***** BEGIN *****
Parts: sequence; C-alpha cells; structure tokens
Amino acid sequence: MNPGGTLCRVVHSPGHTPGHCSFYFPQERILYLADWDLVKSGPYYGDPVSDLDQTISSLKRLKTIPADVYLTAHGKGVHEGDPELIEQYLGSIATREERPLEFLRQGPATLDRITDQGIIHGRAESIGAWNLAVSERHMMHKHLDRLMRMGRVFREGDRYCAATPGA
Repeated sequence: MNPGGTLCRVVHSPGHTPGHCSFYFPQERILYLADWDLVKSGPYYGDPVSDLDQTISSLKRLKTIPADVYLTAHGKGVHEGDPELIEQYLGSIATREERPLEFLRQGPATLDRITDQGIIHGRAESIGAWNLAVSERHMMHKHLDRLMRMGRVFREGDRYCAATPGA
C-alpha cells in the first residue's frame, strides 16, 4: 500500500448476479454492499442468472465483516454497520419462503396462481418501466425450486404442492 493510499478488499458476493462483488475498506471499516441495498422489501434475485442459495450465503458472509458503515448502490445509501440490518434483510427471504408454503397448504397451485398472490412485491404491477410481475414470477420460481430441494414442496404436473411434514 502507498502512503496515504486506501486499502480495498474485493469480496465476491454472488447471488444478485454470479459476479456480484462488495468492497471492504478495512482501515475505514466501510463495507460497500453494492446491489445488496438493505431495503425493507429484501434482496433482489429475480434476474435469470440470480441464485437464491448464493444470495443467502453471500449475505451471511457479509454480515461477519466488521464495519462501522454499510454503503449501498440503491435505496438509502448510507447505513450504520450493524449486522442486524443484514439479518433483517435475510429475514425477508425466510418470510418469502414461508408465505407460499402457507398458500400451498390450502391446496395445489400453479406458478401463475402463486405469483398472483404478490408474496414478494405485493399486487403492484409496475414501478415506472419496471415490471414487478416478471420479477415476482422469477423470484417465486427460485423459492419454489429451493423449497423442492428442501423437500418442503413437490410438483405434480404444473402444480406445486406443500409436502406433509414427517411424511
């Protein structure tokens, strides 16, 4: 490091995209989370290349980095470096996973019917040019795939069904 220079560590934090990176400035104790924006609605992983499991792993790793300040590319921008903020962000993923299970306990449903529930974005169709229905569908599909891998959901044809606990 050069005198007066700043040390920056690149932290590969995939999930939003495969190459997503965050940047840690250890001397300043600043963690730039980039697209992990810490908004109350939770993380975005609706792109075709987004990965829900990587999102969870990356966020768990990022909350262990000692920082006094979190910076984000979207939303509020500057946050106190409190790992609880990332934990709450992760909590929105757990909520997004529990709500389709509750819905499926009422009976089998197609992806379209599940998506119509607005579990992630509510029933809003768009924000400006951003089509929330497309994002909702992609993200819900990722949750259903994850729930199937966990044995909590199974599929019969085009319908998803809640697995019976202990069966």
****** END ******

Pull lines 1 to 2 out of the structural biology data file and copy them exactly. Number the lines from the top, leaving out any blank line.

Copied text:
Parts: sequence; C-alpha cells; structure tokens
Amino acid sequence: MNPGGTLCRVVHSPGHTPGHCSFYFPQERILYLADWDLVKSGPYYGDPVSDLDQTISSLKRLKTIPADVYLTAHGKGVHEGDPELIEQYLGSIATREERPLEFLRQGPATLDRITDQGIIHGRAESIGAWNLAVSERHMMHKHLDRLMRMGRVFREGDRYCAATPGA